Police Investigating Coca-Cola (NYSE:KO) Over Serious Contamination Issues

Coca-Cola investigation

A big batch of Coca-Cola cans was recently found at a factory in Northern Ireland containing human waste. The police were informed, and an initial investigation revealed more contaminated cans at the Hellenic Bottling Company factory in the city of Lisburn. Production was immediately stopped. The cans were isolated to contain the incident.

Coca-Cola (NYSE:KO) has taken away all these cans. The company has confirmed that none of the affected cans are on sale. Coca-Cola has also confirmed that the cans on sale at this time are not contaminated.

FSA or the Food Standard Agency has also confirmed that the incident at Lisburn has been isolated. The FSA released a statement saying, “The FSA in Northern Ireland is aware of a physical contamination incident at Coca-Cola Hellenic in Lisburn. There is no evidence to suggest that any affected product has reached the market”.

The Police Launch a Second Investigation

Meanwhile, the Police Service of Northern Ireland has launched a more thorough investigation to find out what really happened at the factory. Many of the 500 employees working at the plant are likely to be questioned. Police detectives are also likely to question many of the Coca-Cola bosses. The factory at Lisburn distributes the beverages throughout Northern Ireland.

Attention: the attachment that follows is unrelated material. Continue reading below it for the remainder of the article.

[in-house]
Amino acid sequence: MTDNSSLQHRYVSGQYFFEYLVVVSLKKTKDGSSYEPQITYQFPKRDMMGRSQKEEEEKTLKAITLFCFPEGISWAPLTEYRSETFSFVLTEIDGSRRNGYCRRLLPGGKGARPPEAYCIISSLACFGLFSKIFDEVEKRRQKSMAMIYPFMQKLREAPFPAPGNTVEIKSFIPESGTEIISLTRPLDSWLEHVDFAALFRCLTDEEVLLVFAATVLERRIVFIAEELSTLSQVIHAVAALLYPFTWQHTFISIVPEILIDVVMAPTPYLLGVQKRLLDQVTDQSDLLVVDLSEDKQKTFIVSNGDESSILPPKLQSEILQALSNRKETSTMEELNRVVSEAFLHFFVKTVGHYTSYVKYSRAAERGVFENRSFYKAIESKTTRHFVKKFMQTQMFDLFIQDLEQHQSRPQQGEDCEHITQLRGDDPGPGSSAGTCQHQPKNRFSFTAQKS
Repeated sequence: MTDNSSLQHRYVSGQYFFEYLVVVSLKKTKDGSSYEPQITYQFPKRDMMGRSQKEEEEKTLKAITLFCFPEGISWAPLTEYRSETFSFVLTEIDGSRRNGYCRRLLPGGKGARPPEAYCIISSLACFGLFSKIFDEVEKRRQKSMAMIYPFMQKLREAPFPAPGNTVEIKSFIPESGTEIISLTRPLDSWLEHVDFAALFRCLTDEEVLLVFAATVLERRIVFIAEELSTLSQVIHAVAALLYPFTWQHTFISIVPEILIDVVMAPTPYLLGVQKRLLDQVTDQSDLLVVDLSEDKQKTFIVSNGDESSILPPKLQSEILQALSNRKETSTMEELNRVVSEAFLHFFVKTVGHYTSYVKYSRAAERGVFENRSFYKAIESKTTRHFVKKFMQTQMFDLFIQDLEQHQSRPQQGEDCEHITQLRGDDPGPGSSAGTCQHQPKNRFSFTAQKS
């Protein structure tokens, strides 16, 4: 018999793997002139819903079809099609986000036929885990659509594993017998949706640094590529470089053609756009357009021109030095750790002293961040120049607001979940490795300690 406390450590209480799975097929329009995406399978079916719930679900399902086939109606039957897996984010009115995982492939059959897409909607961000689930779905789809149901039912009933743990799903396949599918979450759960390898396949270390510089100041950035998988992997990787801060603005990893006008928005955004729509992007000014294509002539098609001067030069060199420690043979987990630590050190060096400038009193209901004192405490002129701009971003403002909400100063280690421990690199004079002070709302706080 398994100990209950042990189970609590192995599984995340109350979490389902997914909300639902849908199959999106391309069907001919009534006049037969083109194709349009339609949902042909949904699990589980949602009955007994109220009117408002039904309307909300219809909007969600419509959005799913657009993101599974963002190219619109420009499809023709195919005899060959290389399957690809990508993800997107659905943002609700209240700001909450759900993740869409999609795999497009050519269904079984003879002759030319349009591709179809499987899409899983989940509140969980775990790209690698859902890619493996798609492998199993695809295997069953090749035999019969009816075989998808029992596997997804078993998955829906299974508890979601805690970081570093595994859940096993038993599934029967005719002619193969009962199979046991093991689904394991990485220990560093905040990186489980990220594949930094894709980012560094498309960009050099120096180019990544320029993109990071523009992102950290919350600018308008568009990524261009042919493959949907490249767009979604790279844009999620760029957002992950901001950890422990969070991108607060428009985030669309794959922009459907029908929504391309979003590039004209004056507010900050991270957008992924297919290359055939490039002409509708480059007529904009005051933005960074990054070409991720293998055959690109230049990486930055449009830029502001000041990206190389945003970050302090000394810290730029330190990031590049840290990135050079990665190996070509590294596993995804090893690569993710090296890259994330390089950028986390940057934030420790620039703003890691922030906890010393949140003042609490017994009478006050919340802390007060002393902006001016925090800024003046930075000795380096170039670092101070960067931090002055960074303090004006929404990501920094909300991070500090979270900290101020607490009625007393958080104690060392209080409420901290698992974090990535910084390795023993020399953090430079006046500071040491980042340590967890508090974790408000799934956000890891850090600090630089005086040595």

A Coca-Cola spokesman said they are always vigilant at all the plants. “The problem was identified immediately through our robust quality procedures and all of the product from the affected batch was immediately impounded and will not be sold”

What Really Happened

Initial reports suggest something could have happened during transit. The cans are brought to the plant without their lids. They are then filled and sealed at Lisburn. Usually, the cans come from different locations in the UK, but this time, they came from Germany.

According to one suggestion, poor immigrants were perhaps traveling in the lorry that was carrying these cans. The immigrants used them as a toilet during the long journey across Europe. In desperation, they were forced to use these cans instead of a toilet.

In a separate development, a court in Nigeria has ruled that Coca-Cola products like Fanta and Sprite could be “poisonous”. While passing the ruling, the court said high benzoic acid levels and sunset additives in these beverages may pose a health risk when mixed with Vitamin C.

Coca-Cola (NYSE:KO) has denied these charges saying, “All our products are safe and strictly adhere to regulations in the countries where they are sold”.